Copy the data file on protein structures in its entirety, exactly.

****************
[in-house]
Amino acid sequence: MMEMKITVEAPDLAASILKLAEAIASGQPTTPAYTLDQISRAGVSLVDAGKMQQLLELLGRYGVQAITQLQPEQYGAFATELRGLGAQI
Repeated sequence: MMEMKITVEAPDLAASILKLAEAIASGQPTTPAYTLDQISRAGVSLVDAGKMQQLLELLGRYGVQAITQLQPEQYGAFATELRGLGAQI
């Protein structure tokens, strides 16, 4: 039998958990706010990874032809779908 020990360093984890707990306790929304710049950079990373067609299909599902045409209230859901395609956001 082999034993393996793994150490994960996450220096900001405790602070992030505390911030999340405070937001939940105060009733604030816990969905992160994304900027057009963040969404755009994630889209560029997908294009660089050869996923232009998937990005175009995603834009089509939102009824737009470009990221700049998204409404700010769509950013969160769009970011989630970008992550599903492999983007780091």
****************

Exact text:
[in-house]
Amino acid sequence: MMEMKITVEAPDLAASILKLAEAIASGQPTTPAYTLDQISRAGVSLVDAGKMQQLLELLGRYGVQAITQLQPEQYGAFATELRGLGAQI
Repeated sequence: MMEMKITVEAPDLAASILKLAEAIASGQPTTPAYTLDQISRAGVSLVDAGKMQQLLELLGRYGVQAITQLQPEQYGAFATELRGLGAQI
């Protein structure tokens, strides 16, 4: 039998958990706010990874032809779908 020990360093984890707990306790929304710049950079990373067609299909599902045409209230859901395609956001 082999034993393996793994150490994960996450220096900001405790602070992030505390911030999340405070937001939940105060009733604030816990969905992160994304900027057009963040969404755009994630889209560029997908294009660089050869996923232009998937990005175009995603834009089509939102009824737009470009990221700049998204409404700010769509950013969160769009970011989630970008992550599903492999983007780091």